In today’s business world, having an M.B.A. has become the gold standard sought by recruiters. In the recently released survey of 2011 M.B.A. graduates from the Graduate Management Council, 86% were employed, of which 93% found the job they were looking for. Those are pretty impressive numbers.
However, traditional business school programs are structured over a two year period and come with a sticker price that can put this prized degree out of reach. In addition, most programs prefer that candidates get some hands-on experience under their belt before they apply -- which can be a complication for potential students who have financial and family responsibilities.
But there is some good news coming from the b-school front -- more schools are taking a full-spectrum approach, offering different types of programs for M.B.A. candidates with specific needs. Following the long-accepted European model, some schools are offering a compressed, intensive one-year program. The Executive Master of Business Administration is a relatively new idea that is geared to mid-career professionals, and then there is the real game changer, the online M.B.A. degree program.
Take the case of one 51 year old woman who found herself back in the job market when she lost her position in the recent economic downturn. Even though she had decades of work experience, she found herself competing against job candidates twenty years younger with an M.B.A. on their resume. Taking stock, she enrolled in Kaplan University’s online M.B.A. program and is back in the game.
Of course, there are still nay-sayers when it comes to online education. But if anyone had any doubts about whether distance learning is here to stay, a recent column by is Thomas Friedman in the New York Times certainly makes it clear that the future of education is online.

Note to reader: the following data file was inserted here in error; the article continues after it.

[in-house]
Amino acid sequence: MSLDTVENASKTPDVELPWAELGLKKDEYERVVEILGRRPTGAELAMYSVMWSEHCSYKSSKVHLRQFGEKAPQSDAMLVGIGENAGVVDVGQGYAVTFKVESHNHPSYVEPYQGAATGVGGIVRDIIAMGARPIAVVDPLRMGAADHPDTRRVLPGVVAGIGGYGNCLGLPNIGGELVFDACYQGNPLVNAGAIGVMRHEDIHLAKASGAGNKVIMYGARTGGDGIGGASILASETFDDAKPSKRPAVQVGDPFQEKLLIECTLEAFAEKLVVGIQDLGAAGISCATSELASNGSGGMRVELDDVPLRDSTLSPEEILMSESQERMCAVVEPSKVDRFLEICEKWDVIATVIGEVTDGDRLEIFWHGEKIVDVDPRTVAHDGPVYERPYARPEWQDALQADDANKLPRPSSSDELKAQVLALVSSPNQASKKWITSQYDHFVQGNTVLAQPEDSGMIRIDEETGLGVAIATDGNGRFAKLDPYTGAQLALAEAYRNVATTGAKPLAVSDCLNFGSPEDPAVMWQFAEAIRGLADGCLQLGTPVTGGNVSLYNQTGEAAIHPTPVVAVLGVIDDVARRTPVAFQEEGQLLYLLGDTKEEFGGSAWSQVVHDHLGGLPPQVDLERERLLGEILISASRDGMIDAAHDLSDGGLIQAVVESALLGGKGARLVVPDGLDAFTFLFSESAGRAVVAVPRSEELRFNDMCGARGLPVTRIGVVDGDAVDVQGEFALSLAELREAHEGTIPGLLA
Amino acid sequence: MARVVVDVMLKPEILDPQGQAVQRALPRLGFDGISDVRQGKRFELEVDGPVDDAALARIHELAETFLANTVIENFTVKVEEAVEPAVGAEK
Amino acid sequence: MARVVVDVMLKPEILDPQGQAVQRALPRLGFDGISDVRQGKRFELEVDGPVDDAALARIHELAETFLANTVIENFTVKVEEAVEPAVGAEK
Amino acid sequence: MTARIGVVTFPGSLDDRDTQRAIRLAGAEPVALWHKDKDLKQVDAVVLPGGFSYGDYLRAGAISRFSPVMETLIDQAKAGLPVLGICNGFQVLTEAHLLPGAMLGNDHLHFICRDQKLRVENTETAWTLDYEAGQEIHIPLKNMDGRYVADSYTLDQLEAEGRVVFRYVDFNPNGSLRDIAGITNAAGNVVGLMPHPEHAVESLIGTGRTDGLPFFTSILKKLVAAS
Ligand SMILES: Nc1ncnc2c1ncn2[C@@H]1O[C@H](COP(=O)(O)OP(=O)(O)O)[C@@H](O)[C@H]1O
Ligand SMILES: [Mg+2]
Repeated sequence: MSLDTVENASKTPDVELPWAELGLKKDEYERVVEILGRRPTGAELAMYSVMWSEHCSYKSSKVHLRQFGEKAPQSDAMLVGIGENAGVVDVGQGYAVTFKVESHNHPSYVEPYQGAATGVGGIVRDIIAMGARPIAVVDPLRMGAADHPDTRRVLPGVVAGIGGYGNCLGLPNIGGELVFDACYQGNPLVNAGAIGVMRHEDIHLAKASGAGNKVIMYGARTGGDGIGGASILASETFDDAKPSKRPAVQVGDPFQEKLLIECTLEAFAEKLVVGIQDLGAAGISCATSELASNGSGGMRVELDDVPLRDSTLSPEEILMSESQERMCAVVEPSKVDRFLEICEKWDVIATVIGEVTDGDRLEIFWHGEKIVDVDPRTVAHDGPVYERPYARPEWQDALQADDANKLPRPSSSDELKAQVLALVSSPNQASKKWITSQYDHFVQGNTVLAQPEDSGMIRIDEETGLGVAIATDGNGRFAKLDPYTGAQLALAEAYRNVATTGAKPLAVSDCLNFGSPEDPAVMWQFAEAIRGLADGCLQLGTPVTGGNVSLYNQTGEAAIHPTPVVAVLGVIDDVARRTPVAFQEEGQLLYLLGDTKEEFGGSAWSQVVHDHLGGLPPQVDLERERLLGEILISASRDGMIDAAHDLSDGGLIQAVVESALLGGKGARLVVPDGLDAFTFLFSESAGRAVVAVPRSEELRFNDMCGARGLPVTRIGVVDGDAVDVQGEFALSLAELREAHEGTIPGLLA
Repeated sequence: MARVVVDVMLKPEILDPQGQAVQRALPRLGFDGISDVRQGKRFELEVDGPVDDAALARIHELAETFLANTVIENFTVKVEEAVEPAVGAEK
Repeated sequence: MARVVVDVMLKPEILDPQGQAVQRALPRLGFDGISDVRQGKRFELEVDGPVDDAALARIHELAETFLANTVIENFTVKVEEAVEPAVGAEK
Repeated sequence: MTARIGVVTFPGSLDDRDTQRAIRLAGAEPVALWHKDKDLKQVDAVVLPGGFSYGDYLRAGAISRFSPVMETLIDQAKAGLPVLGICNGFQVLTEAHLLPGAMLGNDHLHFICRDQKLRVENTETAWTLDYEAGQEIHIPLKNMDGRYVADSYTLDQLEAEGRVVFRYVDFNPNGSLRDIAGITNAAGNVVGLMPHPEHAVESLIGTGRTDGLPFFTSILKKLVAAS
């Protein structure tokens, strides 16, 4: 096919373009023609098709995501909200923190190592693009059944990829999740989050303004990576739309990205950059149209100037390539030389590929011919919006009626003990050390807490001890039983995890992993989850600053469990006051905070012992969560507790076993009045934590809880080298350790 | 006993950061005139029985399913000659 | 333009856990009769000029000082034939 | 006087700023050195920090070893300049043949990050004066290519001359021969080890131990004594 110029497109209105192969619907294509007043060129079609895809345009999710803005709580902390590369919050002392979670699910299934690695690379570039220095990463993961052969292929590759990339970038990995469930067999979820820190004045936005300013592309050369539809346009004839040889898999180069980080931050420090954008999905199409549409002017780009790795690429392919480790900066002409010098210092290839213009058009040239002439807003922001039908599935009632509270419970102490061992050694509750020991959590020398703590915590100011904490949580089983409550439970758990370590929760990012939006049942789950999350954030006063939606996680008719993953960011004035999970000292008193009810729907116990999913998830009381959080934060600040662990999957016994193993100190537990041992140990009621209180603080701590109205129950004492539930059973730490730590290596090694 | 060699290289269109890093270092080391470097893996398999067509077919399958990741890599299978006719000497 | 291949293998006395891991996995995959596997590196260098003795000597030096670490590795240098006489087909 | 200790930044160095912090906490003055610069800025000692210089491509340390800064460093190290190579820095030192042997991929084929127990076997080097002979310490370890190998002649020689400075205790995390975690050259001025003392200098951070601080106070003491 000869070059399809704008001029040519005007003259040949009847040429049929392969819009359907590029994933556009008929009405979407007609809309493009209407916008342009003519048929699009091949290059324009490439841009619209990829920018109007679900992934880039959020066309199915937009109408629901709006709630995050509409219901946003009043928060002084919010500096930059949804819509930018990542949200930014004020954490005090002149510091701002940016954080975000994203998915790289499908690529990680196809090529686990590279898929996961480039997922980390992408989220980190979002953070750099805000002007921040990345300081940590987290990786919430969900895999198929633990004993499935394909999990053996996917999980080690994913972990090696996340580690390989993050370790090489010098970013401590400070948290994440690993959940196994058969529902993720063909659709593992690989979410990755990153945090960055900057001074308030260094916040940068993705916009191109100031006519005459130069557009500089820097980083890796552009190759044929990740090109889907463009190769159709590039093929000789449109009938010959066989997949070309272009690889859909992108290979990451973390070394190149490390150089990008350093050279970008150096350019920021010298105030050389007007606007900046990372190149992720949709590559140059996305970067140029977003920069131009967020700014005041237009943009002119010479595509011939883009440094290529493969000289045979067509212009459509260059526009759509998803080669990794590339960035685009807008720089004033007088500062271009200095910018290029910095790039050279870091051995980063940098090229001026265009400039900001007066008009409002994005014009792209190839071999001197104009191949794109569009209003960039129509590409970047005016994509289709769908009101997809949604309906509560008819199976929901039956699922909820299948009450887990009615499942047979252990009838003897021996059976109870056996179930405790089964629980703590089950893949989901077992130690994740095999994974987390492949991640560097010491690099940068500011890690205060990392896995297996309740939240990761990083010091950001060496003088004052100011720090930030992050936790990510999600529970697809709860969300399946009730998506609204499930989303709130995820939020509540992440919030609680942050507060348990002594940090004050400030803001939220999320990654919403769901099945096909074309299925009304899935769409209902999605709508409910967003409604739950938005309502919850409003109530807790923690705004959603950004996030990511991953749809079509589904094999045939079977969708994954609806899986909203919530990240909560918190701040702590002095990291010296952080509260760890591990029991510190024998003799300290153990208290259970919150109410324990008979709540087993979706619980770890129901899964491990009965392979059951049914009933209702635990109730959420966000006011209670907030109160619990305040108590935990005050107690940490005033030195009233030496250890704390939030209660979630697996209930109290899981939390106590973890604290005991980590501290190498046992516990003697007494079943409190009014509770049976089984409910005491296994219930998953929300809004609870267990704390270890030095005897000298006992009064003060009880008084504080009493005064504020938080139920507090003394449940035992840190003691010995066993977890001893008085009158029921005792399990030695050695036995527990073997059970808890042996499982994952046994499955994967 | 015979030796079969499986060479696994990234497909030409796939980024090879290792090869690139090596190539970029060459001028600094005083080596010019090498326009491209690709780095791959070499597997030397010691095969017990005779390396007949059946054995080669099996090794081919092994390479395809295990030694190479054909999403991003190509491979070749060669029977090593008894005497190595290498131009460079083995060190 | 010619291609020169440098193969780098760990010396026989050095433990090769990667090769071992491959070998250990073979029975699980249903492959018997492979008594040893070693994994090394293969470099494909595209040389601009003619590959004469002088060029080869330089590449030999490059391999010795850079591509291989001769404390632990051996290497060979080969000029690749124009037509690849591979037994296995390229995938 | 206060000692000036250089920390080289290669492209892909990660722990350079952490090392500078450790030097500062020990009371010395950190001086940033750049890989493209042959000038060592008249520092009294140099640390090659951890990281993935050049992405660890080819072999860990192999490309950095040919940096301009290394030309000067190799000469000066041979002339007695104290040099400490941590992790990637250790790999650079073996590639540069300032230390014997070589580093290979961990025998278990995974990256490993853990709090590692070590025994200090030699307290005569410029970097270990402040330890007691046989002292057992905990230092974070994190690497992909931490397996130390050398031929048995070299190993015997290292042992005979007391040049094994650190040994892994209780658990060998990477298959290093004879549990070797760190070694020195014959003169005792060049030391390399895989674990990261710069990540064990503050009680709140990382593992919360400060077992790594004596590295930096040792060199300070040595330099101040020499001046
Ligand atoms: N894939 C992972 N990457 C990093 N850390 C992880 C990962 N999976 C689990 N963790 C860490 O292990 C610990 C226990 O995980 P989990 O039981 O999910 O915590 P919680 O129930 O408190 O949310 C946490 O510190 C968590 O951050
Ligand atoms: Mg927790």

“Welcome to the college education revolution. Big breakthroughs happen when what is suddenly possible meets what is desperately necessary. The costs of getting a college degree have been rising faster than those of health care, so the need to provide low-cost, quality higher education more acute than ever. At the same time, in a knowledge economy, getting a higher-education degree is more vital than ever,” the Pulitzer prize winner writes. “And thanks to the spread of high-speed wireless technology, high-speed Internet, smartphones, Facebook, the cloud and tablet computers, the world has gone from connected to hyperconnected in just seven years. Finally, a generation that has grown up on these technologies is increasingly comfortable learning and interacting with professors through online platforms.”
While the focus of Friedman’s column is the recently launched Coursera, a for-profit online platform hatched out of Stanford University, the message is clear. Online learning is becoming a mainstream option for students who seek a quality education that is affordable and can be adapted to the myriad family and financial concerns of 21st century life.
Of course, traditionalists insists that an important part of the M.B.A. experience is the networking potential that a typical two year program at a brick and mortar institution can give. However, many of these same institutions are starting to test the waters by incorporating online coursework in their M.B.A. curriculums and iconic institutions like Harvard and MIT are making huge investments in online learning platforms.
But as someone once aptly observed, getting traditional institutions to change is like try to make an ocean liner make a u-turn in a bathtub. Established online colleges and universities have the advantage of being able to keep updating and revising their curriculum to meet the ever changing demands of the marketplace. Ashford University recently renovated its online M.B.A. program, streamlining the coursework to prepare their students for a recovery-based economy.
There is no question that an M.B.A. can turbo-charge a career and provide the blueprint for a solid financial future. And now, thanks to technology and visionaries in the world of distance learning, these degrees are accessible and affordable. So to quote Mr. Friedman one more time,
“Let the revolution begin.”